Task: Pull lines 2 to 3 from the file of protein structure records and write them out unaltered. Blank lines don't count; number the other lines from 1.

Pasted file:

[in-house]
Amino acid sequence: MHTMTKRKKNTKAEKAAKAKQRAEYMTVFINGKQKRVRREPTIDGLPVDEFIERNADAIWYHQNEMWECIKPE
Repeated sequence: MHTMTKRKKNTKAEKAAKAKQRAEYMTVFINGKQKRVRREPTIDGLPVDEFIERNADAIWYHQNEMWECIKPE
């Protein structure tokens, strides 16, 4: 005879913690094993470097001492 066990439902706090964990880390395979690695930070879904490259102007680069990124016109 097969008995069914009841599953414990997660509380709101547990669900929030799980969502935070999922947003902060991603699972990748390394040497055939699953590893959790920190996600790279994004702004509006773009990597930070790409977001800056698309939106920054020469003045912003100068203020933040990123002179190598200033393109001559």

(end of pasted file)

Amino acid sequence: MHTMTKRKKNTKAEKAAKAKQRAEYMTVFINGKQKRVRREPTIDGLPVDEFIERNADAIWYHQNEMWECIKPE
Repeated sequence: MHTMTKRKKNTKAEKAAKAKQRAEYMTVFINGKQKRVRREPTIDGLPVDEFIERNADAIWYHQNEMWECIKPE